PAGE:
It’s the first of several exchanges over the ensuing years between Reed and a man who will do for rock journalism what the Velvets are doing for rock music. Unfortunately the relationship will grow testy over time, but for now Bangs has already anointed White Light/White Heat the best album of 1968 in a review he sends to Rolling Stone (which the magazine declines to print).

    This particular gig will become well known among Velvet Underground aficionados for the unveiling – possibly for the first and only time – of a new song called ‘Sweet Rock And Roll’ (which bears no resemblance to Reed’s similarly titled ‘Rock & Roll’). As Bangs writes, “Right in the middle of all these bad vibes, the Velvets launched into a new song that was one of the most incredible musical experiences of my concert career. Lou announced it as ‘Sister Ray, Part Two,’ but it sounded nothing like the previous song. It was built on the most dolorous riff imaginable, just a few scales rising and falling mournfully, somewhat like ‘Venus In Furs’ but less creaky, more deliberate and eloquent. The lyrics, many of which Lou made up as he went along, seemed like fantasy from an urban inferno: ‘Sweet Sister Ray went to a movie / The floor was painted red and the walls were green / “Ooohh,” she cried / “This is the strangest movie I’ve ever seen …”’

    “But it was the chorus that was the most moving: ‘Ohhhh, sweet rock and roll - it’ll cleanse your soul.’ That’s classic, and no other group in America could have (or would have) written and sung those words.”

    As Sterling Morrison will later explain in his 1986 interview for Spanish television with Ignacio Julia, “We also did a four-track tape when we played with Quicksilver. We did the show and then went to a party, and Lou and I and John Cipollina were sitting on this couch. I’m sitting there and I heard Quicksilver – [who] had played first – and it was fabulous. So then I hear us tuning up and I said to Lou: ‘Well I think I’m getting out of here!’ I didn’t want us sounding terrible compared to Quicksilver, and I figured we had to sound terrible compared to them, because I’d just heard how great they had sounded. Cipollina is a real good guitar player.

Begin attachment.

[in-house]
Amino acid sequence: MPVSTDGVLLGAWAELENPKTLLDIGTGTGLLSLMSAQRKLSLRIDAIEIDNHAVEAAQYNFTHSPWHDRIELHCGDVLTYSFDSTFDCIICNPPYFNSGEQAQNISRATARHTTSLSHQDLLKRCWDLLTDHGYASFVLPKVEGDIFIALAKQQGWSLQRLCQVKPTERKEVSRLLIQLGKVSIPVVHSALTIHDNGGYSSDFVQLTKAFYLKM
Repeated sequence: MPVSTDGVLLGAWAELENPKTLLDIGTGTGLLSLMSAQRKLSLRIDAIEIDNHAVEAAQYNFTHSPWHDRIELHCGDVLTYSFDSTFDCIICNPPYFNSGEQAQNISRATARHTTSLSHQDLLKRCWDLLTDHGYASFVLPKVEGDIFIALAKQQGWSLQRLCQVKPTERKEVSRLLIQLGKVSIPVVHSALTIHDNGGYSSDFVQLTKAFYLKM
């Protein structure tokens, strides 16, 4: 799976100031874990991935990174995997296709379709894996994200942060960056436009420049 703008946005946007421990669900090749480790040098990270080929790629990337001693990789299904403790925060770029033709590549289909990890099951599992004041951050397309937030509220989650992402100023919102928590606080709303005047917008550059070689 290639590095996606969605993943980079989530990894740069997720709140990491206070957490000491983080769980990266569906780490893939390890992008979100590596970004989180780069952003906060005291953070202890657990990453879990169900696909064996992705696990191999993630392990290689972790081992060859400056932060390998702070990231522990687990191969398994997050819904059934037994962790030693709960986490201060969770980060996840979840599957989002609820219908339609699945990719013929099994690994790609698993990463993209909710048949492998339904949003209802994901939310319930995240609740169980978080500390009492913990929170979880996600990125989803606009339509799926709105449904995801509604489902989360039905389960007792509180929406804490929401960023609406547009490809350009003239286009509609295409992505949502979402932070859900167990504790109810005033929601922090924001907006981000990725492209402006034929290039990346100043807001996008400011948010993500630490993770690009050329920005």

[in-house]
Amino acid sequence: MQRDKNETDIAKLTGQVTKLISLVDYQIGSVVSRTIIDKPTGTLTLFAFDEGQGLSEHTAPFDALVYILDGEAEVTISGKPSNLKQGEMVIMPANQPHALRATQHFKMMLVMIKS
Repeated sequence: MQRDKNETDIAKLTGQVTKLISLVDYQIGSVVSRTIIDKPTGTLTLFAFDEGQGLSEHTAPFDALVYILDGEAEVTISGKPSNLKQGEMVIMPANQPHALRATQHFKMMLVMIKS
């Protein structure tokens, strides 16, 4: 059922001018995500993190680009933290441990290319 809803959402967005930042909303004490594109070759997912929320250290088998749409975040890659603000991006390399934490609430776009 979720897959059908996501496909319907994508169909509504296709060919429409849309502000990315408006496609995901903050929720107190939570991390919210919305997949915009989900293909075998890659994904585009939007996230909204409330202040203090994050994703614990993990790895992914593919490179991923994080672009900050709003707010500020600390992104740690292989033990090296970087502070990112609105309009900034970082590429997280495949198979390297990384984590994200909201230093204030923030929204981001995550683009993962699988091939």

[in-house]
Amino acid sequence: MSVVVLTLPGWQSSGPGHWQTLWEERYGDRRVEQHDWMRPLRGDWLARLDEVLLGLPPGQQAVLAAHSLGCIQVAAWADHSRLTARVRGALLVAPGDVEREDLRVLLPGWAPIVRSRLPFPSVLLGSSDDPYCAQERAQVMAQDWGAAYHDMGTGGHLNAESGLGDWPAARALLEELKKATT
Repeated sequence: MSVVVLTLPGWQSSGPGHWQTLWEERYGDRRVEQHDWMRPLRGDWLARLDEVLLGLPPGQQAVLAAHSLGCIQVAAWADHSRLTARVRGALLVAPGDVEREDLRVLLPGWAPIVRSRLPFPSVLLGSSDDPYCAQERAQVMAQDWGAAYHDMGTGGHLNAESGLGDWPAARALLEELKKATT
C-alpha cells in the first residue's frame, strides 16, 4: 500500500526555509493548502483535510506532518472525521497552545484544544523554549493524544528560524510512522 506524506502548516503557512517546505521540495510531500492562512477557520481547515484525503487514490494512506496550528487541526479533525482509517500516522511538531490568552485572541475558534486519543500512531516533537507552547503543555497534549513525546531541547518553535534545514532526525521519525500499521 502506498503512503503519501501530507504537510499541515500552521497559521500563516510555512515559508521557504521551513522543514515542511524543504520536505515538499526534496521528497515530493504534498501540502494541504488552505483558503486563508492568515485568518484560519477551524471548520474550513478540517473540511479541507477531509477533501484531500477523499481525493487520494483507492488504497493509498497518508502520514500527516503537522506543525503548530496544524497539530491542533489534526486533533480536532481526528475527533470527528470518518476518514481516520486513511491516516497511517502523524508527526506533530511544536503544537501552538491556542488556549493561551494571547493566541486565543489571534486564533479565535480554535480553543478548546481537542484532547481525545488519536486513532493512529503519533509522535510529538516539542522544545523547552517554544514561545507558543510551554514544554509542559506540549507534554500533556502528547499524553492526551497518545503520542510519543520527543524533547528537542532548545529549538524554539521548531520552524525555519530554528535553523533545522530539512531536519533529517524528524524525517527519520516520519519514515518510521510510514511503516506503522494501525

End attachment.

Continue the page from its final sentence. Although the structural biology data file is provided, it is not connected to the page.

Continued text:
“After tuning, we started with ‘Waiting For The Man’ and it didn’t sound so bad, so I stuck around. Then came ‘Sweet Rock And Roll,’ which was never recorded and never played again. We wanted that tape, it sounded so great, so there was no point in recording it. I think we did it a time or two after that, but it was nothing compared to this first one. I remember the chords and some words: ‘Sweet rock’n’roll is good to your soul …’ We used that as a preamble to ‘Sister Ray,’ it kind of just goes along and then hits the chords, which were very heavy. It was good. It was heavy, serious. Cale played keyboard on ‘Sweet Rock And Roll,’ and that was really what carried it.”

    The song makes for an almost too perfect, typically Velvetian anecdote: a band so perverse they play a great song only once, never returning to it live or in the studio in the belief that this mythical version can never be surpassed. And yet there is evidence that the song will be played at least once more. Robert Gold’s review of a show at the Shrine Auditorium in Los Angeles a week later mentions a “sour, raucous version of ‘Sweet Rock And Roll.’”

    The song must have made an impression on Gold for him to cite it in his review. But it seems unlikely that anyone else will ever get to hear the ‘Sweet Rock And Roll.’ According to Morrison’s unpublished interview with M.C. Kostek and Phil Milstein of What Goes On, “That was a great performance … [but] the tape was stolen that very night. Stolen within seconds, actually. As soon as it ended, it vanished, never to reappear on earth.”

The Unreleased Beatles: Music and Film

contents copyright Richie Unterberger , 2000-2010